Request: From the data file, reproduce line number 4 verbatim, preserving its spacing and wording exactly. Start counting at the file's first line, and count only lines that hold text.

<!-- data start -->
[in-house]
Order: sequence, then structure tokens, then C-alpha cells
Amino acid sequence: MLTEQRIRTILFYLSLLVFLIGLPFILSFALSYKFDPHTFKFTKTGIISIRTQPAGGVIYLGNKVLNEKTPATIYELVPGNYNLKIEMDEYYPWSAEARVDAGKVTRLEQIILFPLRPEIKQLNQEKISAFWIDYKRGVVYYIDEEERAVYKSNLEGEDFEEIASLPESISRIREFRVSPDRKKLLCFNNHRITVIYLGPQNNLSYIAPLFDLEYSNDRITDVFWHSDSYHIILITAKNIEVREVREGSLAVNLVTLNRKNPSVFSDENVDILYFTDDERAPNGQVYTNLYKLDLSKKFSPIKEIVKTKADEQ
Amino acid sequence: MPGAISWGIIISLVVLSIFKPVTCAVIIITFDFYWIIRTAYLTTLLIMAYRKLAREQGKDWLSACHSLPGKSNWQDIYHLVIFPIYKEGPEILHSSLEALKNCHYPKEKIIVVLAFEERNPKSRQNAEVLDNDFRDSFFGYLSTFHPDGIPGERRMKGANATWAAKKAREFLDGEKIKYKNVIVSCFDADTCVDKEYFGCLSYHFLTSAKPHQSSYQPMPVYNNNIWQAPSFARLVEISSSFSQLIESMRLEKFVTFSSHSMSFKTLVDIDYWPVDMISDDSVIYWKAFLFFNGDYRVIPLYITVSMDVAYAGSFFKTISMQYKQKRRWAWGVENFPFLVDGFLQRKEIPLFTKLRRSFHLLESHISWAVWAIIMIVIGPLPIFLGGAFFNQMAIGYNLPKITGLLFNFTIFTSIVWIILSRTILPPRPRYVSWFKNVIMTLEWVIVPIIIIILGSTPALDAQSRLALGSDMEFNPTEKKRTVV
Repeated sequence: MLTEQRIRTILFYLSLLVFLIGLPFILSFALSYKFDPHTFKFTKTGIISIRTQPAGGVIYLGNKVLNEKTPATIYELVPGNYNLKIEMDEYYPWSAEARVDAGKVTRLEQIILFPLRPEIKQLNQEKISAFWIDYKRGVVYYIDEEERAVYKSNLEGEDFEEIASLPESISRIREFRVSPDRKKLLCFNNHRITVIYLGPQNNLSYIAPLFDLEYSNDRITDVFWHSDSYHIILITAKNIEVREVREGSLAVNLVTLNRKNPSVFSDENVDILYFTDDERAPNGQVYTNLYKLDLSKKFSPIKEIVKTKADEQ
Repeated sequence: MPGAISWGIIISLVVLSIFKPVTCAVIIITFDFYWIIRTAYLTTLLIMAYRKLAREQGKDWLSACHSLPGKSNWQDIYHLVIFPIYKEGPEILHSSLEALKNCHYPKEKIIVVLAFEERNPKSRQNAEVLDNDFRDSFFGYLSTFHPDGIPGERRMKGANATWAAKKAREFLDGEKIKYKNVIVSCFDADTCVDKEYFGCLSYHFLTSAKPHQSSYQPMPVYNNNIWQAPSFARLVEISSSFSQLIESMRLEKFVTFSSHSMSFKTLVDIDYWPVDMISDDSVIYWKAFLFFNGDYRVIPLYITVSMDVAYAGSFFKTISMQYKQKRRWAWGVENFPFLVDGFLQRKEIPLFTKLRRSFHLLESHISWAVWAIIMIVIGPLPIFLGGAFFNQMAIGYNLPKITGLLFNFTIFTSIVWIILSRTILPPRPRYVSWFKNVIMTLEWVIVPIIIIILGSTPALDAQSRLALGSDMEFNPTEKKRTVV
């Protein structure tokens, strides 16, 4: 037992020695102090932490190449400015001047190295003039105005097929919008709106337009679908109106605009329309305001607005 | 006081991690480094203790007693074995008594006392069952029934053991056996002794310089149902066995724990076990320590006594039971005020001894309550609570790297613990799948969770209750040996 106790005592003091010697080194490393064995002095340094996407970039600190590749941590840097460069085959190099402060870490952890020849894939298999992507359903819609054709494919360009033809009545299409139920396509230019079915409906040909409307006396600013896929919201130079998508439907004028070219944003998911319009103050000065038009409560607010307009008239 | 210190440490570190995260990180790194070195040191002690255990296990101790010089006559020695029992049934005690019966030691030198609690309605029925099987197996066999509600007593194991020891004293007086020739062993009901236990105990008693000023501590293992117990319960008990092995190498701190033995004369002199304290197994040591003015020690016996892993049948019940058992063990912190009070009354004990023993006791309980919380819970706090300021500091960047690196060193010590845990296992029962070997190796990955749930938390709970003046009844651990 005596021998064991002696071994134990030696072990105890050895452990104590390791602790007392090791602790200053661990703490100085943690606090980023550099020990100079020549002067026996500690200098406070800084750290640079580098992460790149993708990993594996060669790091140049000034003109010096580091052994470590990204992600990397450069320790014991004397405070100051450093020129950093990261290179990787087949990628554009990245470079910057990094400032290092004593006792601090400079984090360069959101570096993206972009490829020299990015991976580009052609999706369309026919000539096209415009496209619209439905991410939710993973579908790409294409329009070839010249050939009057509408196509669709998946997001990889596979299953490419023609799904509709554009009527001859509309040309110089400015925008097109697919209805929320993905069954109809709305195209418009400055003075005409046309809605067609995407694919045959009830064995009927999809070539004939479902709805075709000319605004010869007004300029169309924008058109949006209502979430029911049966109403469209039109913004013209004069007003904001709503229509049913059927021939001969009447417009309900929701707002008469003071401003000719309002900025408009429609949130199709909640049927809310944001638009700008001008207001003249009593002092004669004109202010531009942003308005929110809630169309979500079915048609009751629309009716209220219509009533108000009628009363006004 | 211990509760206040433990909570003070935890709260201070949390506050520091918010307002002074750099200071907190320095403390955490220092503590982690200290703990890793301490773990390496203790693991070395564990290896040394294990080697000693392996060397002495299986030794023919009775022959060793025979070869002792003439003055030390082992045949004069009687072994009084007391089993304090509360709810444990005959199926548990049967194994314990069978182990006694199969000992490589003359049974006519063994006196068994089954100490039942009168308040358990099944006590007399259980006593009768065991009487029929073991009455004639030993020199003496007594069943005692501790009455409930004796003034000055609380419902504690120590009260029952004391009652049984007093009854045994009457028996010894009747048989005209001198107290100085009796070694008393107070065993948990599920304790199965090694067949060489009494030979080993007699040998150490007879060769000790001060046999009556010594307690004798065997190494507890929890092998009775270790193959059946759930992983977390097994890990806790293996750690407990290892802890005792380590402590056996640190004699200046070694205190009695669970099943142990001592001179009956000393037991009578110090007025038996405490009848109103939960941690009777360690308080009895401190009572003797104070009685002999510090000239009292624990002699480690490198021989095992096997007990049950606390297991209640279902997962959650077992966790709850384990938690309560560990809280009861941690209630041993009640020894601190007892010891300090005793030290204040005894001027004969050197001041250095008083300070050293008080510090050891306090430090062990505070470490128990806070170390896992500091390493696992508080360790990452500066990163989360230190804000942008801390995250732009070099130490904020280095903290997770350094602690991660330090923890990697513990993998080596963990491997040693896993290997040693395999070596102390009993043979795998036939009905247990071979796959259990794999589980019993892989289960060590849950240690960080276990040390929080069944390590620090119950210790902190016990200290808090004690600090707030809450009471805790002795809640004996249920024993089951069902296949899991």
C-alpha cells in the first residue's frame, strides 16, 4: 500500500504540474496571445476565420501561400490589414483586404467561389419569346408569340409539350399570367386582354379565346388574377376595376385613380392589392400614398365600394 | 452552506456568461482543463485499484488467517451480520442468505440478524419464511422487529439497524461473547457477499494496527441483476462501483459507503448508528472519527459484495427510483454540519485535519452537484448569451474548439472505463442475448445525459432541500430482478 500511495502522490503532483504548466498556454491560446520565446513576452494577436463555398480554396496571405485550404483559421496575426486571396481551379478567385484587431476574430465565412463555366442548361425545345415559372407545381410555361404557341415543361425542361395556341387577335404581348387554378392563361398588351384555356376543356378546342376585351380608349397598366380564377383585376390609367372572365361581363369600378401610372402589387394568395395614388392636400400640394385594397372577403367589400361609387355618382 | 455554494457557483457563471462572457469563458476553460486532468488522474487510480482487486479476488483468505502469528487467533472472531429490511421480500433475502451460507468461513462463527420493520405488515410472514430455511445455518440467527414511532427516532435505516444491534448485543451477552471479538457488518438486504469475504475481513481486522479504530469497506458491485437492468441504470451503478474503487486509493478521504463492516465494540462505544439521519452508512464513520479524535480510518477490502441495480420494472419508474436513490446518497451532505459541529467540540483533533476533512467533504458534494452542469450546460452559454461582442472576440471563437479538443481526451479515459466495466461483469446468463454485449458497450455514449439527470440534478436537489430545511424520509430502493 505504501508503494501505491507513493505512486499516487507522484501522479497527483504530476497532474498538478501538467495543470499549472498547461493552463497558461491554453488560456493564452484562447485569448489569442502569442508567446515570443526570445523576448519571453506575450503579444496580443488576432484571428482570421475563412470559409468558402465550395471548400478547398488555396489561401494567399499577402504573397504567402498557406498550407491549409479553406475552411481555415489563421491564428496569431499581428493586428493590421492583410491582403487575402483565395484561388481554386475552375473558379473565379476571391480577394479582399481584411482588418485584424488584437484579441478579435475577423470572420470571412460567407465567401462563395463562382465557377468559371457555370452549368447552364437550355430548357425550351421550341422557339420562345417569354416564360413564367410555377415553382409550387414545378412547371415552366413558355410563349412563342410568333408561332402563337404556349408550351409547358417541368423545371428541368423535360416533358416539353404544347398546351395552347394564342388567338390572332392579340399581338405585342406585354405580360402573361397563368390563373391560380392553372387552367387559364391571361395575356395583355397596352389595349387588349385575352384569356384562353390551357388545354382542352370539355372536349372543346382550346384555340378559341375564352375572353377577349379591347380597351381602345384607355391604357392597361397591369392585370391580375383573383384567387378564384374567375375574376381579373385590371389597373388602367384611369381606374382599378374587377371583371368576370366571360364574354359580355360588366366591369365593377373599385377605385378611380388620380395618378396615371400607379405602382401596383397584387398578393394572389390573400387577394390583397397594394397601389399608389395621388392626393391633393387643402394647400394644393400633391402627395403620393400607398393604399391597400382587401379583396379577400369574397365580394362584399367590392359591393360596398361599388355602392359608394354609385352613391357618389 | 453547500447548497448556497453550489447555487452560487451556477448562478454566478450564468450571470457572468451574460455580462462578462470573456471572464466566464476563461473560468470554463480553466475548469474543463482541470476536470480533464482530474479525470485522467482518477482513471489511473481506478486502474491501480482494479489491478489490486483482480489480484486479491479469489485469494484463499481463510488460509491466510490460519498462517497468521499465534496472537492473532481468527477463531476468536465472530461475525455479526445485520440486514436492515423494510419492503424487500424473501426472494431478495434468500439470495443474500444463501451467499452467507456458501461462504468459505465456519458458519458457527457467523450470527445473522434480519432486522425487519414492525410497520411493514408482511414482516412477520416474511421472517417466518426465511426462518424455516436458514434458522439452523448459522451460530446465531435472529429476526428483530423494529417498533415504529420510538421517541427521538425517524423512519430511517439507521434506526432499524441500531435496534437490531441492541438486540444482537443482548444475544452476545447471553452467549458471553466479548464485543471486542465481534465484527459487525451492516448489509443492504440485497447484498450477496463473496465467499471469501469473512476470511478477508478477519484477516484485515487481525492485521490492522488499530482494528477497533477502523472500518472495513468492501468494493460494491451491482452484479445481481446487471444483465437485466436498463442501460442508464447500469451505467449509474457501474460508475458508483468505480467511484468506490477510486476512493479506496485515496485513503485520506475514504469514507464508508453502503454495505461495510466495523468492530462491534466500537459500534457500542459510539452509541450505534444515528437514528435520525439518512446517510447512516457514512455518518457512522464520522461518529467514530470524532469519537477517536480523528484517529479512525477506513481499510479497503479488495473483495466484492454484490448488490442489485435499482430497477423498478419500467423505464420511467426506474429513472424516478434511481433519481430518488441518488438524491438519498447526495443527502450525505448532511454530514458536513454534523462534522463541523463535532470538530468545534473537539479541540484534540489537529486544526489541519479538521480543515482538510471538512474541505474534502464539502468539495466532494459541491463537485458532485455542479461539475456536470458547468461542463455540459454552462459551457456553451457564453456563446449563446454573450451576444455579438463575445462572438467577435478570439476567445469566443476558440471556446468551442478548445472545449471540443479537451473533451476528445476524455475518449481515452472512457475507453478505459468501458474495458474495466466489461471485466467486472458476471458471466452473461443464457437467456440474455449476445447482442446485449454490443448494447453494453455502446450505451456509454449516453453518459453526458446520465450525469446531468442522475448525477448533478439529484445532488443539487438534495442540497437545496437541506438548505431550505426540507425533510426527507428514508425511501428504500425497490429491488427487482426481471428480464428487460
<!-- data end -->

Amino acid sequence: MPGAISWGIIISLVVLSIFKPVTCAVIIITFDFYWIIRTAYLTTLLIMAYRKLAREQGKDWLSACHSLPGKSNWQDIYHLVIFPIYKEGPEILHSSLEALKNCHYPKEKIIVVLAFEERNPKSRQNAEVLDNDFRDSFFGYLSTFHPDGIPGERRMKGANATWAAKKAREFLDGEKIKYKNVIVSCFDADTCVDKEYFGCLSYHFLTSAKPHQSSYQPMPVYNNNIWQAPSFARLVEISSSFSQLIESMRLEKFVTFSSHSMSFKTLVDIDYWPVDMISDDSVIYWKAFLFFNGDYRVIPLYITVSMDVAYAGSFFKTISMQYKQKRRWAWGVENFPFLVDGFLQRKEIPLFTKLRRSFHLLESHISWAVWAIIMIVIGPLPIFLGGAFFNQMAIGYNLPKITGLLFNFTIFTSIVWIILSRTILPPRPRYVSWFKNVIMTLEWVIVPIIIIILGSTPALDAQSRLALGSDMEFNPTEKKRTVV